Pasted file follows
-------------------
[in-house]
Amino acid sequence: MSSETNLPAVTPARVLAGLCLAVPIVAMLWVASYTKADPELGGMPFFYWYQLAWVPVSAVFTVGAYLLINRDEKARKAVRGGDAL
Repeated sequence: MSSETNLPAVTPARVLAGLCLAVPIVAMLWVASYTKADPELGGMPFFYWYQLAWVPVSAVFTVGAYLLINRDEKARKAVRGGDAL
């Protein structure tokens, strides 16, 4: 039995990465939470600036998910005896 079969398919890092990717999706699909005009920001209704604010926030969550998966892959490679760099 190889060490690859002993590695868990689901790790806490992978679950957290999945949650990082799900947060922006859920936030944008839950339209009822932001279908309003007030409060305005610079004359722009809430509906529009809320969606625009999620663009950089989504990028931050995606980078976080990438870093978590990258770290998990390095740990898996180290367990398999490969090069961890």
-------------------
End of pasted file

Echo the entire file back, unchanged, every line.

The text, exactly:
[in-house]
Amino acid sequence: MSSETNLPAVTPARVLAGLCLAVPIVAMLWVASYTKADPELGGMPFFYWYQLAWVPVSAVFTVGAYLLINRDEKARKAVRGGDAL
Repeated sequence: MSSETNLPAVTPARVLAGLCLAVPIVAMLWVASYTKADPELGGMPFFYWYQLAWVPVSAVFTVGAYLLINRDEKARKAVRGGDAL
């Protein structure tokens, strides 16, 4: 039995990465939470600036998910005896 079969398919890092990717999706699909005009920001209704604010926030969550998966892959490679760099 190889060490690859002993590695868990689901790790806490992978679950957290999945949650990082799900947060922006859920936030944008839950339209009822932001279908309003007030409060305005610079004359722009809430509906529009809320969606625009999620663009950089989504990028931050995606980078976080990438870093978590990258770290998990390095740990898996180290367990398999490969090069961890």